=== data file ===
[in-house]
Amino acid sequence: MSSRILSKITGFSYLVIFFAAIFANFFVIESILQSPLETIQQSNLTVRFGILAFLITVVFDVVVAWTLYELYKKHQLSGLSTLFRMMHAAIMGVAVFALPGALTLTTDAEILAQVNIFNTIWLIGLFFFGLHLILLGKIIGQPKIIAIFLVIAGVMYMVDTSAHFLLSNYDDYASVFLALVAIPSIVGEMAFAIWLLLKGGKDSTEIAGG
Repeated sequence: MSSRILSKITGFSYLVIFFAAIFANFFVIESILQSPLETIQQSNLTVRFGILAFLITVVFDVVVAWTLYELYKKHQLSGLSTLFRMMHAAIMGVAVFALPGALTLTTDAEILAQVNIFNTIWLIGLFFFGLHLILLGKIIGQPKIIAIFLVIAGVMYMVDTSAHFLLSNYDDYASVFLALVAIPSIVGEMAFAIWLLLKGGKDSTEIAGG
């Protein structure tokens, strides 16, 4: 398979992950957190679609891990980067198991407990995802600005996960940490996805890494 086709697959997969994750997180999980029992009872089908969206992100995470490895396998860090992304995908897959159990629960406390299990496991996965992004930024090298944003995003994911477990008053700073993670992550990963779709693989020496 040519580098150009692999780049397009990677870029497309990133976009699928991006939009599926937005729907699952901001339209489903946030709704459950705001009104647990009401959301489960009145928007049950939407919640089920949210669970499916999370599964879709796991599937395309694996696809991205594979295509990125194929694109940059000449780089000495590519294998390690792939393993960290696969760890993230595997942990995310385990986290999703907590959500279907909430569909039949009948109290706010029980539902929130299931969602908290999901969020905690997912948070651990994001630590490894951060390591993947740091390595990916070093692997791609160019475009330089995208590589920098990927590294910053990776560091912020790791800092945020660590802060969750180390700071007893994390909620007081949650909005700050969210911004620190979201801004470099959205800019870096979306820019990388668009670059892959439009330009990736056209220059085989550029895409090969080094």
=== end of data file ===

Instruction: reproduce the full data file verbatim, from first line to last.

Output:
[in-house]
Amino acid sequence: MSSRILSKITGFSYLVIFFAAIFANFFVIESILQSPLETIQQSNLTVRFGILAFLITVVFDVVVAWTLYELYKKHQLSGLSTLFRMMHAAIMGVAVFALPGALTLTTDAEILAQVNIFNTIWLIGLFFFGLHLILLGKIIGQPKIIAIFLVIAGVMYMVDTSAHFLLSNYDDYASVFLALVAIPSIVGEMAFAIWLLLKGGKDSTEIAGG
Repeated sequence: MSSRILSKITGFSYLVIFFAAIFANFFVIESILQSPLETIQQSNLTVRFGILAFLITVVFDVVVAWTLYELYKKHQLSGLSTLFRMMHAAIMGVAVFALPGALTLTTDAEILAQVNIFNTIWLIGLFFFGLHLILLGKIIGQPKIIAIFLVIAGVMYMVDTSAHFLLSNYDDYASVFLALVAIPSIVGEMAFAIWLLLKGGKDSTEIAGG
């Protein structure tokens, strides 16, 4: 398979992950957190679609891990980067198991407990995802600005996960940490996805890494 086709697959997969994750997180999980029992009872089908969206992100995470490895396998860090992304995908897959159990629960406390299990496991996965992004930024090298944003995003994911477990008053700073993670992550990963779709693989020496 040519580098150009692999780049397009990677870029497309990133976009699928991006939009599926937005729907699952901001339209489903946030709704459950705001009104647990009401959301489960009145928007049950939407919640089920949210669970499916999370599964879709796991599937395309694996696809991205594979295509990125194929694109940059000449780089000495590519294998390690792939393993960290696969760890993230595997942990995310385990986290999703907590959500279907909430569909039949009948109290706010029980539902929130299931969602908290999901969020905690997912948070651990994001630590490894951060390591993947740091390595990916070093692997791609160019475009330089995208590589920098990927590294910053990776560091912020790791800092945020660590802060969750180390700071007893994390909620007081949650909005700050969210911004620190979201801004470099959205800019870096979306820019990388668009670059892959439009330009990736056209220059085989550029895409090969080094």